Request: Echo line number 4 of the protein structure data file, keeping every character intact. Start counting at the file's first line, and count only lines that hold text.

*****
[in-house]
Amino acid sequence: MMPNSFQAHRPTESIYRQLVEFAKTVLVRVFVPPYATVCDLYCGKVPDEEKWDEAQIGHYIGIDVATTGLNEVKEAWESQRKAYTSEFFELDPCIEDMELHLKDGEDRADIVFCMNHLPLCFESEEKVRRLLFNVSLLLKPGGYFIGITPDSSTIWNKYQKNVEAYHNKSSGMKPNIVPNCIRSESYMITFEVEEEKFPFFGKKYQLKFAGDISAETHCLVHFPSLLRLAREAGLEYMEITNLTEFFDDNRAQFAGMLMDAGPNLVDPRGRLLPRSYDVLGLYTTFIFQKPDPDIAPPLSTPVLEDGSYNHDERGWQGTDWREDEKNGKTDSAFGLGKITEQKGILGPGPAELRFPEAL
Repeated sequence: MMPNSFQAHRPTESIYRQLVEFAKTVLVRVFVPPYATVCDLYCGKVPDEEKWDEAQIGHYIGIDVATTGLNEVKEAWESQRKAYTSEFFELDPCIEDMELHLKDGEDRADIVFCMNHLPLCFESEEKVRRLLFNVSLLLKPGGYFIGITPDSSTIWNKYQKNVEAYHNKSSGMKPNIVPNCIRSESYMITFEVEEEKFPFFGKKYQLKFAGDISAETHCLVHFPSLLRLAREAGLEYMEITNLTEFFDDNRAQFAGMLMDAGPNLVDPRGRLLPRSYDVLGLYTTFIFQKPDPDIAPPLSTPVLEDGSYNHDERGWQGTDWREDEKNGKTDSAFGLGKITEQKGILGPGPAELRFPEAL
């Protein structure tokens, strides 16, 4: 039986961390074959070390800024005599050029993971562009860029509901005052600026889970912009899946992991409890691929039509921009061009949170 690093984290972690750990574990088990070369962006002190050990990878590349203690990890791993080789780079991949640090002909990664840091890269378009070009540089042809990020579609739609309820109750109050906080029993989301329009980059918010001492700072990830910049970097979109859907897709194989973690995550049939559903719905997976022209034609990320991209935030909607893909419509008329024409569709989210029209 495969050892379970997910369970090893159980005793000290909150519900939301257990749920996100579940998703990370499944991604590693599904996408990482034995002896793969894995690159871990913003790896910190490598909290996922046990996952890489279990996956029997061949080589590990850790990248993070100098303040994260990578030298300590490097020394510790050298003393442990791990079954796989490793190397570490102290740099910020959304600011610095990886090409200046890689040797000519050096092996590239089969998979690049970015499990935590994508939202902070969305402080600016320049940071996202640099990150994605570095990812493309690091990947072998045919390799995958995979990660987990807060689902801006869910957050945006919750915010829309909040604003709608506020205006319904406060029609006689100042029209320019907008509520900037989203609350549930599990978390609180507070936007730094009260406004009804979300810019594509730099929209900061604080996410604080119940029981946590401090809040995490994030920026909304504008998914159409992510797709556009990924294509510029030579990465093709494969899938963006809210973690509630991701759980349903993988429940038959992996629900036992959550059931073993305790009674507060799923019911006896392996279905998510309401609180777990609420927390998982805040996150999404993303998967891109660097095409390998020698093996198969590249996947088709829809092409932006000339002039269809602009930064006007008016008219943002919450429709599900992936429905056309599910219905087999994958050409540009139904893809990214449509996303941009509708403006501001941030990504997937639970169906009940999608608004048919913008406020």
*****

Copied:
């Protein structure tokens, strides 16, 4: 039986961390074959070390800024005599050029993971562009860029509901005052600026889970912009899946992991409890691929039509921009061009949170 690093984290972690750990574990088990070369962006002190050990990878590349203690990890791993080789780079991949640090002909990664840091890269378009070009540089042809990020579609739609309820109750109050906080029993989301329009980059918010001492700072990830910049970097979109859907897709194989973690995550049939559903719905997976022209034609990320991209935030909607893909419509008329024409569709989210029209 495969050892379970997910369970090893159980005793000290909150519900939301257990749920996100579940998703990370499944991604590693599904996408990482034995002896793969894995690159871990913003790896910190490598909290996922046990996952890489279990996956029997061949080589590990850790990248993070100098303040994260990578030298300590490097020394510790050298003393442990791990079954796989490793190397570490102290740099910020959304600011610095990886090409200046890689040797000519050096092996590239089969998979690049970015499990935590994508939202902070969305402080600016320049940071996202640099990150994605570095990812493309690091990947072998045919390799995958995979990660987990807060689902801006869910957050945006919750915010829309909040604003709608506020205006319904406060029609006689100042029209320019907008509520900037989203609350549930599990978390609180507070936007730094009260406004009804979300810019594509730099929209900061604080996410604080119940029981946590401090809040995490994030920026909304504008998914159409992510797709556009990924294509510029030579990465093709494969899938963006809210973690509630991701759980349903993988429940038959992996629900036992959550059931073993305790009674507060799923019911006896392996279905998510309401609180777990609420927390998982805040996150999404993303998967891109660097095409390998020698093996198969590249996947088709829809092409932006000339002039269809602009930064006007008016008219943002919450429709599900992936429905056309599910219905087999994958050409540009139904893809990214449509996303941009509708403006501001941030990504997937639970169906009940999608608004048919913008406020």